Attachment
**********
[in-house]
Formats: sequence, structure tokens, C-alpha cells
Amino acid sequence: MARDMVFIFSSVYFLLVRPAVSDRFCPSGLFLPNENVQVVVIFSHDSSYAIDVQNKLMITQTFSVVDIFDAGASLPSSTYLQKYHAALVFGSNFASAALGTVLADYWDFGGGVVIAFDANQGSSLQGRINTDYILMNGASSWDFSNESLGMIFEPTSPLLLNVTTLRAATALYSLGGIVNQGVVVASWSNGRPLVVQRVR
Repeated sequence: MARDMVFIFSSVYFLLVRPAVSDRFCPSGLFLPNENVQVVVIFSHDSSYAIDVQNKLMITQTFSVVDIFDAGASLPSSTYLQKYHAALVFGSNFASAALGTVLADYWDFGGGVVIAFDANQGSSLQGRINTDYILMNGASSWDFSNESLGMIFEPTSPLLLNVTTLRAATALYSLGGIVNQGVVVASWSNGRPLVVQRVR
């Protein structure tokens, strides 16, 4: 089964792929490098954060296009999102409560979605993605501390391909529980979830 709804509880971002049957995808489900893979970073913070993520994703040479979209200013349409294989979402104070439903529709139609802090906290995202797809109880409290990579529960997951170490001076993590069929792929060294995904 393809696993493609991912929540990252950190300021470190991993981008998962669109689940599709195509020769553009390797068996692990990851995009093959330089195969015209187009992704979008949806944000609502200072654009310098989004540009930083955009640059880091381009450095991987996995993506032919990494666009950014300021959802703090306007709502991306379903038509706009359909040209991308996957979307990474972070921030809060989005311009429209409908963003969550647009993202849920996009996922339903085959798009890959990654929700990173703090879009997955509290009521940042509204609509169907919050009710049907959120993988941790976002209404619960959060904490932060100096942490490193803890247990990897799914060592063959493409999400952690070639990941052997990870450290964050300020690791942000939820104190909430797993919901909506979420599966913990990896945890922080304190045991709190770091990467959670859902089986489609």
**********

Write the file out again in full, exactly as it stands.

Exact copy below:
[in-house]
Formats: sequence, structure tokens, C-alpha cells
Amino acid sequence: MARDMVFIFSSVYFLLVRPAVSDRFCPSGLFLPNENVQVVVIFSHDSSYAIDVQNKLMITQTFSVVDIFDAGASLPSSTYLQKYHAALVFGSNFASAALGTVLADYWDFGGGVVIAFDANQGSSLQGRINTDYILMNGASSWDFSNESLGMIFEPTSPLLLNVTTLRAATALYSLGGIVNQGVVVASWSNGRPLVVQRVR
Repeated sequence: MARDMVFIFSSVYFLLVRPAVSDRFCPSGLFLPNENVQVVVIFSHDSSYAIDVQNKLMITQTFSVVDIFDAGASLPSSTYLQKYHAALVFGSNFASAALGTVLADYWDFGGGVVIAFDANQGSSLQGRINTDYILMNGASSWDFSNESLGMIFEPTSPLLLNVTTLRAATALYSLGGIVNQGVVVASWSNGRPLVVQRVR
């Protein structure tokens, strides 16, 4: 089964792929490098954060296009999102409560979605993605501390391909529980979830 709804509880971002049957995808489900893979970073913070993520994703040479979209200013349409294989979402104070439903529709139609802090906290995202797809109880409290990579529960997951170490001076993590069929792929060294995904 393809696993493609991912929540990252950190300021470190991993981008998962669109689940599709195509020769553009390797068996692990990851995009093959330089195969015209187009992704979008949806944000609502200072654009310098989004540009930083955009640059880091381009450095991987996995993506032919990494666009950014300021959802703090306007709502991306379903038509706009359909040209991308996957979307990474972070921030809060989005311009429209409908963003969550647009993202849920996009996922339903085959798009890959990654929700990173703090879009997955509290009521940042509204609509169907919050009710049907959120993988941790976002209404619960959060904490932060100096942490490193803890247990990897799914060592063959493409999400952690070639990941052997990870450290964050300020690791942000939820104190909430797993919901909506979420599966913990990896945890922080304190045991709190770091990467959670859902089986489609």